Book Review: Let Them Eat Pancakes by Craig Carlson

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Book Review: Let Them Eat Pancakes by Craig Carlson
First of all, what a wonderful story…or rather, what a wonderful collection of stories! Second. What a wonderful writer! Last. (But certainly not least.) What a wonderful human being! Craig Carlson, that is—the author of Let Them Eat Pancakes: One Man’s Personal Revolution in the City of Light. But let’s get back to the book: Let Them Eat Pancakes is Carlson’s second book, in which he continues to tell the story of his life in Paris that he began telling in Pancakes in Paris: Living the American Dream in France, which BP reviewed here. Carlson is the founder and owner of the popular Breakfast in America diners in Paris (there’s one on the Right Bank, one on the Left). And while the subtitle of the first book alludes to living a “dream” life, one of the great charms of Carlson’s storytelling is the sense of humor that characterizes these books as he describes just how hard it has been at times to realize that dream, and continue to keep it alive.     View this post on Instagram   Follow @pancakesinparis to keep up to date with Breakfast in America’s owner and founder Craig Carlson! The end of the summer will see the launch of his memoir, “Pancakes in Paris” which tells the story of how Craig dreamt up what became the most popular American diner in Paris!! A post shared by Breakfast In America 1 (@breakfast_in_america_1) on Apr 2, 2016 at 10:56am PDT Unfortunately, I have not yet read Pancakes in Paris, so I’m not able to compare the two. But I can tell you that after having read Let Them Eat Pancakes I’m hungry for more. (Sorry, just couldn’t resist…) What I can tell you is that Let Them Eat Pancakes is an absolute delight. And while the genre is memoir, and the main focus of the memoir is on Carlson’s life in Paris, there are many unexpected detours along the way, that include peeks back at his life in the U.S. And those peeks gave me a deep appreciation for the considerable courage and imagination that led the author from a decidedly unprivileged childhood to the life he is leading today.  The nature of his difficult childhood comes out only gently, and gradually. What one notices first is his ability to bring characters vividly to life. For example, early in the book we get to meet his two immigrant grandmothers, one Polish, one Finnish. And we are instantly drawn into the story of not just Carlson’s life in Paris, but the life that led him there as well, starting out in a Connecticut town somewhat prophetically (as it turns out) named Frenchtown. In just a few words we get a very clear sense of what one of his grandmothers was like: As for my Polish grandmother on my mom’s side, sadly her immigrant story was buried with her. Unlike my Finnish grandmother, my grandma Mary did not want to talk about her childhood in Warsaw… “Tell me about Poland, Gram?” I’d ask her. “Bullshit Poland!” she’d say.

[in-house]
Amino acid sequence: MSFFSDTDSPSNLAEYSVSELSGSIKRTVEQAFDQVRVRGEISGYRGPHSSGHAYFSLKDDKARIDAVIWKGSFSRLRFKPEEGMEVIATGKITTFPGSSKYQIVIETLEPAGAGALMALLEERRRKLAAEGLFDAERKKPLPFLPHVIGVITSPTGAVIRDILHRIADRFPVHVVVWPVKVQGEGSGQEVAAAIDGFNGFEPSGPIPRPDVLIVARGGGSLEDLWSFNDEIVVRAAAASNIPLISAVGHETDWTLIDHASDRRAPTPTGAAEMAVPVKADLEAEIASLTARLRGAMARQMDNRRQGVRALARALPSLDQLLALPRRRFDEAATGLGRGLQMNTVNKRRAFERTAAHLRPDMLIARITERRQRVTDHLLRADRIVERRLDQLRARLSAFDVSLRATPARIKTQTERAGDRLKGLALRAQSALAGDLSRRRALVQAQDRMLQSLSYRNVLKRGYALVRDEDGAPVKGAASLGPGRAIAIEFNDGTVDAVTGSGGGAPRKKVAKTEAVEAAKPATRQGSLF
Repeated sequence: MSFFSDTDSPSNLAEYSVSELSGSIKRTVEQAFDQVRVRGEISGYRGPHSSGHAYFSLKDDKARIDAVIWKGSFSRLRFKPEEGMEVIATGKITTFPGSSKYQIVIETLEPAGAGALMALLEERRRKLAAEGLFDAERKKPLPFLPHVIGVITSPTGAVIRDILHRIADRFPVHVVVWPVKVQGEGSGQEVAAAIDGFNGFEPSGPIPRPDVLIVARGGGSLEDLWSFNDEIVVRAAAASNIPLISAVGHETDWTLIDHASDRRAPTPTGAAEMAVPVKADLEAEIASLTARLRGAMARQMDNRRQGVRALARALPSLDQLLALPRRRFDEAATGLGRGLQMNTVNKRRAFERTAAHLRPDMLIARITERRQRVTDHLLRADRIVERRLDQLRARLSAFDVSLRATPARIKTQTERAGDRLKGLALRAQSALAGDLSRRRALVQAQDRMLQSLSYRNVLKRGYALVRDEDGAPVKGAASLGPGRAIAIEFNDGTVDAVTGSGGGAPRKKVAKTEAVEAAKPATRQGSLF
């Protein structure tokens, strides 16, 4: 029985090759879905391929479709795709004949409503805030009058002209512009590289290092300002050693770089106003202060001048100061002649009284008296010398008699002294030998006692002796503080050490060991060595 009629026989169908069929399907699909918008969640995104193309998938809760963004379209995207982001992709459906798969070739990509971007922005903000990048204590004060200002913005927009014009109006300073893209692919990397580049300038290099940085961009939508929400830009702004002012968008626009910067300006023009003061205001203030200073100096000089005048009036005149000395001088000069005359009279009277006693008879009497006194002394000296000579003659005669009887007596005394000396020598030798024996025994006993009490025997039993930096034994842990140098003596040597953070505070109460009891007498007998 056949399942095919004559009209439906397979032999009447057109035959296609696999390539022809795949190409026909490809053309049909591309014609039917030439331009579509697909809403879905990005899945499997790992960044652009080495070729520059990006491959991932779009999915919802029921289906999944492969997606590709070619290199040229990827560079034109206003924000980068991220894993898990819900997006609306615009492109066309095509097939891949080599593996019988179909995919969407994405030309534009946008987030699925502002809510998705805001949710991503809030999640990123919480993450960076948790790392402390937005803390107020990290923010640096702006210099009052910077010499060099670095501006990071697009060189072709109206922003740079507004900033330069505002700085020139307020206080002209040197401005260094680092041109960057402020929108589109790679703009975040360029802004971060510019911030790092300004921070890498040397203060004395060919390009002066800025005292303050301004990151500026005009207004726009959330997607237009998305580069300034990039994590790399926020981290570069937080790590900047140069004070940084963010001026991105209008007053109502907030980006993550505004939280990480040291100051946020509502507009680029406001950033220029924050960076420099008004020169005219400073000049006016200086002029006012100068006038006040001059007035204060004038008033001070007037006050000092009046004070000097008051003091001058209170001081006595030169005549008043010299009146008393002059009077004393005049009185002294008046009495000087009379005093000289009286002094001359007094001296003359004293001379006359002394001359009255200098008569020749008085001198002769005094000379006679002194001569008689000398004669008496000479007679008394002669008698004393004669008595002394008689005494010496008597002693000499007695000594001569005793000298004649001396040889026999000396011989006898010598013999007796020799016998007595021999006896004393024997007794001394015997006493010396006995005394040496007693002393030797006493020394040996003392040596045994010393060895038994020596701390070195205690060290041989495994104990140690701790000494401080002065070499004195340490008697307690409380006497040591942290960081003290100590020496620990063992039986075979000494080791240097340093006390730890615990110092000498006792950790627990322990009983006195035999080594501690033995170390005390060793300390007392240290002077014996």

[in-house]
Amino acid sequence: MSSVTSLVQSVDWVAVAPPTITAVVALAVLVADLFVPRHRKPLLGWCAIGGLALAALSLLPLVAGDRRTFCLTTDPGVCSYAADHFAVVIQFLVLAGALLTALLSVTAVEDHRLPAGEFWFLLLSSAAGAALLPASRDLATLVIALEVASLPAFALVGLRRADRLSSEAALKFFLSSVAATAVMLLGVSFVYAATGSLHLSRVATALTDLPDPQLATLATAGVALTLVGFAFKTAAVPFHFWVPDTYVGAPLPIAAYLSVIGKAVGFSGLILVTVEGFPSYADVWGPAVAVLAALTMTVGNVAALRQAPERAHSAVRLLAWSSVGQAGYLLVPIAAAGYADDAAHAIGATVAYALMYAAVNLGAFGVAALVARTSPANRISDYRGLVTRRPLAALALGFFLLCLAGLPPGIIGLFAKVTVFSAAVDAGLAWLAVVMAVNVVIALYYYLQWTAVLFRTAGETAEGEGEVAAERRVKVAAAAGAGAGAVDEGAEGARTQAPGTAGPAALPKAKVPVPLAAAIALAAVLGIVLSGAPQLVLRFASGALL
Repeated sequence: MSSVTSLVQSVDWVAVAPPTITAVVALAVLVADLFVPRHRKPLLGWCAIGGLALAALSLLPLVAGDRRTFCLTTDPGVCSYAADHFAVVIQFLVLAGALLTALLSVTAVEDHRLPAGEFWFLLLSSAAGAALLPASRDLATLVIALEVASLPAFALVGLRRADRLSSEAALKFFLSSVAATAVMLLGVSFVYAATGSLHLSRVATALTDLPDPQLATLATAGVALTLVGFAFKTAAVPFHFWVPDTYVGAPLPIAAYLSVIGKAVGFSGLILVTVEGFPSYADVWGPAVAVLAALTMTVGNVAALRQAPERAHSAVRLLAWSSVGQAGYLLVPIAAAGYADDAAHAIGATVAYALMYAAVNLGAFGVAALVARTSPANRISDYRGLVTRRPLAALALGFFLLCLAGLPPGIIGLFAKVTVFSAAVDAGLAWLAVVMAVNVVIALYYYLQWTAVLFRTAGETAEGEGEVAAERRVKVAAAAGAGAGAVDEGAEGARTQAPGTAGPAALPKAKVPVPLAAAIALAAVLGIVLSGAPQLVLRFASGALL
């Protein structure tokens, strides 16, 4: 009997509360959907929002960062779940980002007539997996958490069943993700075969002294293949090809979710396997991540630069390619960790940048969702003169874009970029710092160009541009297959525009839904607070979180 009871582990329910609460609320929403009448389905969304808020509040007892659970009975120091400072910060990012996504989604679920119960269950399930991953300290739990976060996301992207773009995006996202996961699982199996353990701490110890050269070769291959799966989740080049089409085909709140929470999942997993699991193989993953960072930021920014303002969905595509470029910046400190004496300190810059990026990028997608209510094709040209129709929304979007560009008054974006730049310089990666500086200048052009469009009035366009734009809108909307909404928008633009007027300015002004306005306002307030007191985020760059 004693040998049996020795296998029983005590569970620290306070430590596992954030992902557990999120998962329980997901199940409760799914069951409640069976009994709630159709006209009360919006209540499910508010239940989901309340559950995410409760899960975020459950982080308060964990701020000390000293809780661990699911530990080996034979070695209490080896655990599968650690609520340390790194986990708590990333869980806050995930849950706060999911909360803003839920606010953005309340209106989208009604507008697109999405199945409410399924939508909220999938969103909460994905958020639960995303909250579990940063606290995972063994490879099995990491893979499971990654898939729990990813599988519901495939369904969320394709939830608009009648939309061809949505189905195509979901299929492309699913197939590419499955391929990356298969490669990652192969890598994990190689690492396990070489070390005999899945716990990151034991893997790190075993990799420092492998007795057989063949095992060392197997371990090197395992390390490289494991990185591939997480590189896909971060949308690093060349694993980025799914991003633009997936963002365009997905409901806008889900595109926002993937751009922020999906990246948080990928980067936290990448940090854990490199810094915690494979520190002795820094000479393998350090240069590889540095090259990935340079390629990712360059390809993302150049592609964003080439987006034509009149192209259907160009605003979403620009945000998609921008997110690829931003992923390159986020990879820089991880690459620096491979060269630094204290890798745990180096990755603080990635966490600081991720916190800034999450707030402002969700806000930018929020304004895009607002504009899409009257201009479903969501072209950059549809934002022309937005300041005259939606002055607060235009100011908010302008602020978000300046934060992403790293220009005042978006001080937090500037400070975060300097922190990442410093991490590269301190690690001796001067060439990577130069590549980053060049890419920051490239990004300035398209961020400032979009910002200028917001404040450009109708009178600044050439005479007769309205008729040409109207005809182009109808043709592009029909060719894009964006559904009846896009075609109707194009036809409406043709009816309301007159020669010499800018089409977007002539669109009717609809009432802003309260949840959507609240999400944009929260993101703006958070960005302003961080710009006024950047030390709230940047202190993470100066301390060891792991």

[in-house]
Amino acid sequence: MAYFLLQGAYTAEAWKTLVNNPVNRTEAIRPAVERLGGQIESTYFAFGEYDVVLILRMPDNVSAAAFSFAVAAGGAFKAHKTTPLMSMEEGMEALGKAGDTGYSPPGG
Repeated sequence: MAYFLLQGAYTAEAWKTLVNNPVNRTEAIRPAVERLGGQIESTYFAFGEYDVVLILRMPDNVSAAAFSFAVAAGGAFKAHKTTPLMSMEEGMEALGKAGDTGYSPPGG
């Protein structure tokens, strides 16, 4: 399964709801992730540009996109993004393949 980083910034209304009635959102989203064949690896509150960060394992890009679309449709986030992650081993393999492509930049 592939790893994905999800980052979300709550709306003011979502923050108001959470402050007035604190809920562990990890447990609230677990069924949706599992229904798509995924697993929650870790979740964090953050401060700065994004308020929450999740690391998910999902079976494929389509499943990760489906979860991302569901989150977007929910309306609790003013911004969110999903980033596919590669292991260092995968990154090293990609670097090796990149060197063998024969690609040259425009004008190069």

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Lead photo credit : Photo © Jennifer Pallian, Unsplash

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Janet Hulstrand is a freelance writer, editor and teacher who divides her time between France and the U.S. She is the author of "Demystifying the French: How to Love Them, and Make Them Love You," and she writes frequently on France for a variety of publications, including her blog, Writing from the Heart, Reading for the Road. She teaches “Paris: A Literary Adventure” for the education abroad program of Queens College of the City University of New York; classes at Politics & Prose bookstore in Washington D.C.; and Writing from the Heart workshop/retreats in Essoyes, a beautiful little village in the Champagne region (l’Aube).

Comments

  • Anne-Marie Simons
    2020-07-17 08:19:36
    Anne-Marie Simons
    Missing in this story: the addresses of these diners in Paris. Anne-Marie Simons author of Taking Root in Provence

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  • Denise Russo
    2020-07-17 04:36:44
    Denise Russo
    Please tell me, Is the restaurant on Rue de Sfax in Paris? There was an American Breakfast restaurant years ago when I lived on Rue de Sfax. Thank You

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